Air compressors have been around for over a century, which means they must be doing something right. And with the flexibility, reliability and durability they offer to all industries, it’s safe to say they are. Just as there is a seemingly growing number of uses for the air compressor, there are more and more styles and sizes entering the industry. For many, the hard part isn’t deciding if you need a compressor, but which kind?
These are two of the most common types of air compressors:
Rotary air compressor:
Because they operate at much higher capacities, rotary air compressors are typically used in industrial and commercial settings. Because they are so high-functioning, this can also mean a higher cost, but for the businesses operating these machines, it’s worth it.
Reciprocating air compressor:
These are the most common and are also incredibly powerful machines. On top of that, they’re used worldwide and sold by a variety of retailers.
Thankfully, because they’ve been around for so many decades, air compressors have revolutionized to a point that maintenance is, for the most part, pretty straightforward. Even so, they are machines, which means that moderate maintenance will need to be performed to make sure your compressor is usable at all times.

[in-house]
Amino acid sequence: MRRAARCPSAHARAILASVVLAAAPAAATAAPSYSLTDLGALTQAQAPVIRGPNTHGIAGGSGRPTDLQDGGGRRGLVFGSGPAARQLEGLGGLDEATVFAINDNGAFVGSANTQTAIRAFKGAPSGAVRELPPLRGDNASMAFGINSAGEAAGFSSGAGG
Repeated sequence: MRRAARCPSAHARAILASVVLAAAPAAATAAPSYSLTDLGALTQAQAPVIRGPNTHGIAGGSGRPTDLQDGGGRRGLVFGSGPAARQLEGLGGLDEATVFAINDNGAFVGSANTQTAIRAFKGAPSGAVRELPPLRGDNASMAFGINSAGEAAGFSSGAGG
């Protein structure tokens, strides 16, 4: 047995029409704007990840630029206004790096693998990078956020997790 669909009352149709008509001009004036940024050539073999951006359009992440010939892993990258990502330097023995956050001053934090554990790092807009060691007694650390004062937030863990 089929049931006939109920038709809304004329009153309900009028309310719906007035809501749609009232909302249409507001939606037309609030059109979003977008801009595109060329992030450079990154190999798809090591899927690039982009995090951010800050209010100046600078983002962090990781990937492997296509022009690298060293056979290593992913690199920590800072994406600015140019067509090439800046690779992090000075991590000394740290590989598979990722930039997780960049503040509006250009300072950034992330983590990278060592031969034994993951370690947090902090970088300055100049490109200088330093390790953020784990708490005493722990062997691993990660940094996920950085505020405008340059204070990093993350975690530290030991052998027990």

Here are a few of our best tips for using and maintaining your compressor:
Drain the tanks.
Over time–and especially if stored in humid climates–compressor tanks can fill with condensed water. Every couple of months, be sure to drain the tanks by using the stop at the bottom.
Outside of the obvious signs, if your compressor starts running, and you aren’t using it, this is a dead giveaway that there’s a leak.
[Pro-tip: Spray soapy water on joints, and if bubbles form, you’ll know where your leak is.]
Turn it off.
Though most of our customers use their compressors daily, some are seasonal. If this is the case for you, remember to discharge all air and turn the unit off when you aren’t using it for an extended amount of time. Otherwise, condensation could build, which would lead to rust and corrosion.
Check the oil.
Check the oil on a regular basis, depending on how often you use your compressor, and remember to change it once or twice a year.
Clean the air filter.
Especially if your work environment is dusty, be sure to check and clean your compressor air filter on a regular basis. Things like dust and sawdust can creep in and create clogs almost unnoticed, so it’s important to keep a close eye out!